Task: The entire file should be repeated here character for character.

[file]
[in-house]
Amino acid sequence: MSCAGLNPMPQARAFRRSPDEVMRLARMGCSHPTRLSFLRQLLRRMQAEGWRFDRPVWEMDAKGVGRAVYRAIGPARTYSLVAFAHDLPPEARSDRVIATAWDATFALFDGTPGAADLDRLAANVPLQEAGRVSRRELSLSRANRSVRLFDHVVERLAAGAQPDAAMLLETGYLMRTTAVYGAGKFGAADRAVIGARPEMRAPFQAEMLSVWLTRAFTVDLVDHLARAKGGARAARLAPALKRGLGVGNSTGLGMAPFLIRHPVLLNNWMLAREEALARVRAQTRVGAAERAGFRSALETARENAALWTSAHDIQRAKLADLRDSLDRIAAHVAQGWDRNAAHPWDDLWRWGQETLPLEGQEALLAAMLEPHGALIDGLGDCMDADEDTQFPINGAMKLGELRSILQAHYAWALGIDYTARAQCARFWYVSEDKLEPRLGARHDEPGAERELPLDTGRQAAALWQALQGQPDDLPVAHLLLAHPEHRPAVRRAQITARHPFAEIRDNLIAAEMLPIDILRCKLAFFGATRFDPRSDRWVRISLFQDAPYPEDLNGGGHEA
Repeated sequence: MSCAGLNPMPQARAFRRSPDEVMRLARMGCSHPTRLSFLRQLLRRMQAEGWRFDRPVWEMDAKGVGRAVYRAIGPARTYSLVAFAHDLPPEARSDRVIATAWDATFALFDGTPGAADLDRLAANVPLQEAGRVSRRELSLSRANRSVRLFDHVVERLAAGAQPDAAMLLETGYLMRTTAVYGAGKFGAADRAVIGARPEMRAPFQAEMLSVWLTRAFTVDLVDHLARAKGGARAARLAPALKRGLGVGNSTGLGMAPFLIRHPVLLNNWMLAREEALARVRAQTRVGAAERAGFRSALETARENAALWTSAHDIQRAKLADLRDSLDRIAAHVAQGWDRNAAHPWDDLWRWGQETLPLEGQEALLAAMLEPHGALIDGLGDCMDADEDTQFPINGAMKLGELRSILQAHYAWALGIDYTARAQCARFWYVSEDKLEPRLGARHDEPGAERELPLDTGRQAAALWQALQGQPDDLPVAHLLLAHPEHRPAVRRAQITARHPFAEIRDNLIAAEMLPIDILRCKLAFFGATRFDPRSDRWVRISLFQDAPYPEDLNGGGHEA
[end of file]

[in-house]
Amino acid sequence: MSCAGLNPMPQARAFRRSPDEVMRLARMGCSHPTRLSFLRQLLRRMQAEGWRFDRPVWEMDAKGVGRAVYRAIGPARTYSLVAFAHDLPPEARSDRVIATAWDATFALFDGTPGAADLDRLAANVPLQEAGRVSRRELSLSRANRSVRLFDHVVERLAAGAQPDAAMLLETGYLMRTTAVYGAGKFGAADRAVIGARPEMRAPFQAEMLSVWLTRAFTVDLVDHLARAKGGARAARLAPALKRGLGVGNSTGLGMAPFLIRHPVLLNNWMLAREEALARVRAQTRVGAAERAGFRSALETARENAALWTSAHDIQRAKLADLRDSLDRIAAHVAQGWDRNAAHPWDDLWRWGQETLPLEGQEALLAAMLEPHGALIDGLGDCMDADEDTQFPINGAMKLGELRSILQAHYAWALGIDYTARAQCARFWYVSEDKLEPRLGARHDEPGAERELPLDTGRQAAALWQALQGQPDDLPVAHLLLAHPEHRPAVRRAQITARHPFAEIRDNLIAAEMLPIDILRCKLAFFGATRFDPRSDRWVRISLFQDAPYPEDLNGGGHEA
Repeated sequence: MSCAGLNPMPQARAFRRSPDEVMRLARMGCSHPTRLSFLRQLLRRMQAEGWRFDRPVWEMDAKGVGRAVYRAIGPARTYSLVAFAHDLPPEARSDRVIATAWDATFALFDGTPGAADLDRLAANVPLQEAGRVSRRELSLSRANRSVRLFDHVVERLAAGAQPDAAMLLETGYLMRTTAVYGAGKFGAADRAVIGARPEMRAPFQAEMLSVWLTRAFTVDLVDHLARAKGGARAARLAPALKRGLGVGNSTGLGMAPFLIRHPVLLNNWMLAREEALARVRAQTRVGAAERAGFRSALETARENAALWTSAHDIQRAKLADLRDSLDRIAAHVAQGWDRNAAHPWDDLWRWGQETLPLEGQEALLAAMLEPHGALIDGLGDCMDADEDTQFPINGAMKLGELRSILQAHYAWALGIDYTARAQCARFWYVSEDKLEPRLGARHDEPGAERELPLDTGRQAAALWQALQGQPDDLPVAHLLLAHPEHRPAVRRAQITARHPFAEIRDNLIAAEMLPIDILRCKLAFFGATRFDPRSDRWVRISLFQDAPYPEDLNGGGHEA